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    9 Literary Trips To Take Before You Die

    A list of nine pilgrimages every bookworm should complete if they mean business.

    1. The Catcher in the Rye by J.D. Salinger


    • Tour New York City in the angsty footsteps of Holden Caulfield.
    • Activity on a budget: Visit Central Park Pond to ponder "where the ducks go in the winter."
    • Sites: Stop by anything famous in the city: zoo, museum, carousel. Although The Edmont Hotel and Ernie's Nightclub are fictional, any hotel lobby and dark bar can suit the mood if you drum up enough teenage frustration.
    • "A lot of people, especially this one psychoanalyst guy they have here, keeps asking me if I'm going to apply myself when I go back to school next September. It's such a stupid question, in my opinion. I mean how do you know what you're going to do till you do it?"

    2. Little House on the Prairie series by Laura Ingalls Wilder


    • Visit the beloved sites of, yep, some small dwellings on some flat land.
    • #MadeCoveredWagonsCoolAgain
    • Travel snack: maple syrup. Maybe on something.
    • If you have the chance: Help birth a calf (but watch out for malaria and long winters).

    3. On The Road by Jack Kerouac


    • Take your creative crisis on the road. Drive or hitchhike from New York to San Francisco through Denver, and back, Rocky Mount to San Francisco through New Orleans, and back, Denver to New York through San Francisco, then New York to Mexico City.
    • Places to stay: the Y in Chicago, your friend's lover's brother's floor, under the stars that are bright and thus deserve the attention of a mere man in his contemplation of the life he has lived, and of his feet that are sore, and of his woman who is warm, and as beautiful as she is objectified.
    • Souvenirs: a box of cigarettes from Ogallala, the ticket stub for a jazz club, and watches pawned for gas money in Benson, Arizona. #ThriftShopping
    • "They were like the man with the dungeon stone and gloom, rising from the underground, the sordid hipsters of America, a new beat generation that I was slowly joining."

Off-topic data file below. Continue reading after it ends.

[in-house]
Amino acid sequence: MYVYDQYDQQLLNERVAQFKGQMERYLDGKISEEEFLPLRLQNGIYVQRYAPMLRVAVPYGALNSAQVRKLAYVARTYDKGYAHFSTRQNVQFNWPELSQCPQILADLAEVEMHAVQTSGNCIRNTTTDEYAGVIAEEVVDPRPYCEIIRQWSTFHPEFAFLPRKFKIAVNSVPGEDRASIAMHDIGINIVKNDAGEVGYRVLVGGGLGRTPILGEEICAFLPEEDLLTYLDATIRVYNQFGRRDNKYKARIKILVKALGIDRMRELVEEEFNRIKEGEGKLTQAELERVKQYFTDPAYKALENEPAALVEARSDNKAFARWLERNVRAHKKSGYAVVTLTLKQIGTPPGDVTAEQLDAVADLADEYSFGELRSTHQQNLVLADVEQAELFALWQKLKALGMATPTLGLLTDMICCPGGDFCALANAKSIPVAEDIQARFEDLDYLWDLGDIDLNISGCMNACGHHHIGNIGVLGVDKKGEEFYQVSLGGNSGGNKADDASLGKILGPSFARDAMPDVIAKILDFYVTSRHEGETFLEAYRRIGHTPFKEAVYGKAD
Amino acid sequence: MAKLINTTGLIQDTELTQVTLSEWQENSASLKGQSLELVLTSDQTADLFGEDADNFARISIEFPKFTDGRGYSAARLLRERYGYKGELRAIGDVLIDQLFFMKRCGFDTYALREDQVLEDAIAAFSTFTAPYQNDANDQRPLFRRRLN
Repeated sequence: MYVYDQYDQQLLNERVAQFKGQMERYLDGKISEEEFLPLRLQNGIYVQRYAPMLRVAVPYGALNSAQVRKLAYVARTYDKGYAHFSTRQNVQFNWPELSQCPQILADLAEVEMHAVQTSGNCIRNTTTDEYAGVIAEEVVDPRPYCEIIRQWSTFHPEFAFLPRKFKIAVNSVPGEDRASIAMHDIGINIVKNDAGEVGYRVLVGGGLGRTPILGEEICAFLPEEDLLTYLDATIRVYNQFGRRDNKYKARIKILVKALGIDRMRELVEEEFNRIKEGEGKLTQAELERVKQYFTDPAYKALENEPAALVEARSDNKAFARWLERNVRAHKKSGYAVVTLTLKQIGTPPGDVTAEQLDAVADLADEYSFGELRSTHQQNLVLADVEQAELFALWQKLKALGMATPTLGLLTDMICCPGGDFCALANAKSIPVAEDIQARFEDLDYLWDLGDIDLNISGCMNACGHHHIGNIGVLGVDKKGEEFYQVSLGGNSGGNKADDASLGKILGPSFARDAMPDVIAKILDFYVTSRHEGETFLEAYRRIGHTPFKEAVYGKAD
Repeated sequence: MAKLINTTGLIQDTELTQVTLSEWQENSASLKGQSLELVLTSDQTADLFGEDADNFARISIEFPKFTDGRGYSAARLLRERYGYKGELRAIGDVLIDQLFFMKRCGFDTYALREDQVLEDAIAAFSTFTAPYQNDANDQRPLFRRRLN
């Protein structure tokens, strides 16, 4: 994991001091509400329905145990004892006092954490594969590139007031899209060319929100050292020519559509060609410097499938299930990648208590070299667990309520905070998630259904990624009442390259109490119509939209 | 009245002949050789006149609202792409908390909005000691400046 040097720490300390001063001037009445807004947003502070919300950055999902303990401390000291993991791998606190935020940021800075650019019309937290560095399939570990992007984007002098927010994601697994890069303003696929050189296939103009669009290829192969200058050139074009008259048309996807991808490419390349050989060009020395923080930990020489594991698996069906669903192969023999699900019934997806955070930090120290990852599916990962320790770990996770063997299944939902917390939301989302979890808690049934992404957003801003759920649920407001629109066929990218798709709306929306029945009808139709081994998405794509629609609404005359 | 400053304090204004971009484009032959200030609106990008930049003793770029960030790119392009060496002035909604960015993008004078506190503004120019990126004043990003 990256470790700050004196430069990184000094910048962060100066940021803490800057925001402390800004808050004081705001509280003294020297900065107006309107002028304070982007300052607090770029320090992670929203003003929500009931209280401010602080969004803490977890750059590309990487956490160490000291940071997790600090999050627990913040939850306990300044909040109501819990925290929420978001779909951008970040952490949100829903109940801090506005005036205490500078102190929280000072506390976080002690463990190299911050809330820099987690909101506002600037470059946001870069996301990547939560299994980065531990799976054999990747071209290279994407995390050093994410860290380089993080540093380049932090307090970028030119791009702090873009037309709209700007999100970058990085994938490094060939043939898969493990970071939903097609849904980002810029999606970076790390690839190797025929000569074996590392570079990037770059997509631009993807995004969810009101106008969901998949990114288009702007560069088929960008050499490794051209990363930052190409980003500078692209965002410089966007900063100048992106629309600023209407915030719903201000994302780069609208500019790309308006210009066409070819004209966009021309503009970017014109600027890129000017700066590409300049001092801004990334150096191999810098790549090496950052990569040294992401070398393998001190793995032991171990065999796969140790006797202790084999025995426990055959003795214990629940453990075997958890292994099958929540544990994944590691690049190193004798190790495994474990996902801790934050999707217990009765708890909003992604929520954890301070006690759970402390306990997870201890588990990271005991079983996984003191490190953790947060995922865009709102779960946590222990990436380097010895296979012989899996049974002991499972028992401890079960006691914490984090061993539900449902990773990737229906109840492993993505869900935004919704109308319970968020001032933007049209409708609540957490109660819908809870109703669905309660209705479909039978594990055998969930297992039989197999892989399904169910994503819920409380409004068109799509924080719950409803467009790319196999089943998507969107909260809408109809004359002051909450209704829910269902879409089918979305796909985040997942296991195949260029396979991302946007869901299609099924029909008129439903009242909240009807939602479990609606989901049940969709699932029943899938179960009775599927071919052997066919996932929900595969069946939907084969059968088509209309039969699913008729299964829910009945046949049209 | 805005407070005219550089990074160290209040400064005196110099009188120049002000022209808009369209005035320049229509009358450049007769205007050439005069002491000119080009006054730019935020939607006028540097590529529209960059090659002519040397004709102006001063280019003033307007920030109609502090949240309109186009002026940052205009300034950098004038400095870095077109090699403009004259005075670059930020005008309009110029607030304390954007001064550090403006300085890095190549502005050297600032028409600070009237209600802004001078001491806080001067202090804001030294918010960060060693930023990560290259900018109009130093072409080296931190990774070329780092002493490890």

Still can't get enough Kerouac wanderlust? Steal a car and do a Big Sur- or The Dharma Bums-themed adventure.

    4. Trout Fishing in America by Richard Brautigan


    • Recreate Brautigan's absurd and whimsical camping trip in Idaho. Because, s'mores.
    • Fishing tip: You'll need a pole, a hook, and some bait. Annnnd … that's pretty much all we know about that.
    • Trip superlative: Most Likely to Offer Bigfoot Sightings (Idaho is conveniently close to Washington, where certain substances are now legal).
    • “I always wanted to write a book that ended with the word Mayonnaise."

    Check out Allison Green's forthcoming memoir The Ghosts Who Travel with Me, which follows her road trip of Brautigan's road trip. That's right—take a trip of a trip while reading a book about a book. #LetsGetMeta

    5. Travels with Charlie by John Steinbeck


    • Listen—this arduous cross-country tour isn't for the faint of heart. For committed bookworms with campers, however, it's definitely worth it.
    • Travel song: "The Wanderer" by Dion.
    • Ideal companion: a French Poodle.
    • "I am in love with Montana.…It seemed to me that the frantic bustle of America was not in Montana." THIS JUST IN: Montana now has speed limits.

    6. The Sketch Book of Geoffrey Crayon, Gent by Washington Irving


    • Wait, Irving wrote more than just "Rip Van Winkle" and "The Legend of Sleepy Hollow"? Be a literary hipster by reading Irving's underground work in his hometown of Tarrytown, New York.
    • Best time to visit: Halloweekend.
    • Activities on a budget: Take a nap in the Catskill Mountains (but remember to set an alarm) or wander the cemetery looking for horsemen.
    • "It was, as I have said, a fine autumnal day; the sky was clear and serene, and nature wore that rich and golden livery which we always associate with the idea of abundance."

    7. Lolita by Vladimir Nabokov


    • Begin in suburban New England and bounce around the country with your travel buddy…consensually, of course.
    • Trip superlative: Most Likely to Be Controversial, and Sexy, and Controversial.
    • Bring: sunglasses, a large disposable income, and an incriminating diary. (Leave the sedatives at home.)
    • "When I try to analyze my own cravings, motives, actions and so forth, I surrender to a sort of retrospective imagination which feeds the analytic faculty with boundless alternatives and which causes each visualized route to fork and refork without end in the maddeningly complex prospect of my past."

    8. The Lost Symbol by Dan Brown


    • Follow Robert Langdon’s frantic scavenger hunt through Washington, D.C. For the full experience, imagine a hairless eunuch is in chase.
    • In other news, Free Masons are real. Keep an eye out.
    • Burning question: How the hell does a symbologist get in so much trouble?
    • #LearnFromTheDavinciCode

    9. Wild: From Lost to Found on the Pacific Coast Trail by Cheryl Strayed


    • Embark on Strayed's restorative, 1,100-mile journey from the Mojave Desert to the Washington border. No prior backpacking experience needed. (Kidding. Don't be an idiot.)
    • Warning: This trip includes self-discovery and general badassery. #GoingHiking
    • Travel song: "Born to Be Wild" by Steppenwolf.
    • Bring: hiking boots. And probably a first aid kit.

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